House Of Darkness Director Neil LaBute Doesn’t Mind Cheating Audiences [Exclusive Interview]

Whenever you venture into horror, people are surprised, but back in the ’90s, it felt like you were making horror movies.

A couple people, I think, did call them horror movies. Yeah, of a certain type and you can only leave so many marks by talking to someone. I suppose when you slide over into horror, you’re actually kind of free to leave actual marks. So you get a chance to kind of dig in a way that you don’t when people are being just psychologically bad. This allows you some real black and white characters that can do really scary things. And it’s just such a fun genre to work in and to try and get it right. I’ve had mixed success with it, but it’s one that I definitely like it and am always drawn to.

You shot the movie in mostly one location. You’ve done that before, and obviously it’s practical during a pandemic, but how do you use limited locations to reinforce themes and help tell the story best?

Well, certainly there’s always that balance of creative and economic and obviously we were at a time when it made the most sense to do something very controlled with a small cast and small crew and fewer locations. And all those things made sense, but it wasn’t like, “Oh, I want to do one of those COVID movies where it’s about we’re being locked in a room together because of this sickness out there.” It was more about this is a perfect time to tell a story like this.

And so, all those things definitely played to our advantage in terms of making the movie, but finding a cool location, finding a way to kind of ratchet up the tension even when it’s really just towards that with two people and then you add a third and fourth, it was a chance to do something that was very controlled.

I’ve done a couple things like that before. I did “Some Velvet Morning” a few years ago, and that was all in one house in Park Slope in Brooklyn and just two people. I like that kind of thing. I’m very drawn to chamber pieces like that. I wouldn’t think someone would look at it and say, “Oh, that’s quite a surprise.” That way, I think partially more about the genre and where it goes, but it was a great recipe for making a movie in that situation.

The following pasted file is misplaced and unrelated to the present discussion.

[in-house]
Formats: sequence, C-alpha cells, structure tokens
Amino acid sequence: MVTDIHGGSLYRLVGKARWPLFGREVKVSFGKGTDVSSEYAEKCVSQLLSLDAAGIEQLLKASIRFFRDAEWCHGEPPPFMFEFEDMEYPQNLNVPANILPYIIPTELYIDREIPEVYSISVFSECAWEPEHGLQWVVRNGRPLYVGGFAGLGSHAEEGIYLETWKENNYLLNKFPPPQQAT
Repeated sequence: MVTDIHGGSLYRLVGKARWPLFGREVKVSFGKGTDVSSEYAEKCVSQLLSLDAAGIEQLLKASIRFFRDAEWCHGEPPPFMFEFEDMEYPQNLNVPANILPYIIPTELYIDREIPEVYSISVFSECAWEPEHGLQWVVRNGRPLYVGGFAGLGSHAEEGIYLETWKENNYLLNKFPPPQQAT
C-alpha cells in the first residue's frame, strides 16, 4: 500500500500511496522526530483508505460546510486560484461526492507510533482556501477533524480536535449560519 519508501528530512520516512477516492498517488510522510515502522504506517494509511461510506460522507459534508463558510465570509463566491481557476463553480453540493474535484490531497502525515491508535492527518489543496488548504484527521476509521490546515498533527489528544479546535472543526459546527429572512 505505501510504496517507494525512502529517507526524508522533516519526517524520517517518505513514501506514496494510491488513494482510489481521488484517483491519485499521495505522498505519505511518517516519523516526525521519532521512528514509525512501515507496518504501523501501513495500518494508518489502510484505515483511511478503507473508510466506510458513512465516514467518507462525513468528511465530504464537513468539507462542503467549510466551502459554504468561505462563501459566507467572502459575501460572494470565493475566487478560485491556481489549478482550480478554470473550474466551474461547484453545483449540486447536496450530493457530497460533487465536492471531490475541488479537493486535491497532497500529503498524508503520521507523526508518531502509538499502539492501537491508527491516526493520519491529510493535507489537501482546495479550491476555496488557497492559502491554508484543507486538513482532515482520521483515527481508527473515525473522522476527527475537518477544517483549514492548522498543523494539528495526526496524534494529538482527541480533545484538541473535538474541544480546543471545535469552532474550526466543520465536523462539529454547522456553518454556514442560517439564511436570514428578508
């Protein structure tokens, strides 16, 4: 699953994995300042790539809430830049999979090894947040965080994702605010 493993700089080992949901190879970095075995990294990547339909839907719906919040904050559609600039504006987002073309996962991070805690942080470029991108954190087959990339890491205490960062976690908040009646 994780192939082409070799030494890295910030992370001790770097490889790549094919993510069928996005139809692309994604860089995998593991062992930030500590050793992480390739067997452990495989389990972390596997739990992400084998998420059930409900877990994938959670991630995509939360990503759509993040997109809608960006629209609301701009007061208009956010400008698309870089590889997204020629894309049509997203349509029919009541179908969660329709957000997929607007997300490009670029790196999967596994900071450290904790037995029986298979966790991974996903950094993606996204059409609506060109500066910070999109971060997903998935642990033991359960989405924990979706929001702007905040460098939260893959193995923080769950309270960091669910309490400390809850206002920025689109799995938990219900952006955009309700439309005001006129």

Although, nights are never the easiest thing and we fought weather and all things that you wouldn’t think you would in a film like this, but it’s amazing what could happen in a two week period. So it had its own difficulties, but it was a blast to put it together.

For you, what’s the best way to make a single location cinematic?

Well, so much is about layout and how you’re going to use a place. And it’s almost when you’re rehearsing or if you have the time to rehearse, you really want to plot out how… It’s almost like a play at that point, where you’re like, “How many pages are going to happen here? What’s going to naturally take them over to the next room or what moves them outside? Why don’t they go outside?” It was feeling out this location and what was best about it.

Again, there was a lot of rain at that time. We were dealing with, can we go outside? Should we stay inside? Should we gamble on trying to shoot tonight outside or should we move that down the schedule? And when you have a short schedule, there’s only so many moves that you get to make like that before you run out of room.

So it’s a little bit like playing chess… Or maybe Battleship is better than chess. With chess, you can see all the pieces on the board. In Battleship, somebody’s got to get that other side of the screen where you don’t know exactly what’s going on.

The element of surprise.

Yeah. So there’s a little bit of that going on, but when you’ve got a game, cast and crew, you feel good about your chances and people are on their lines and do their jobs and COVID makes it tough, but it’s obviously not impossible. And so we got a chance to put something fun together during that time.

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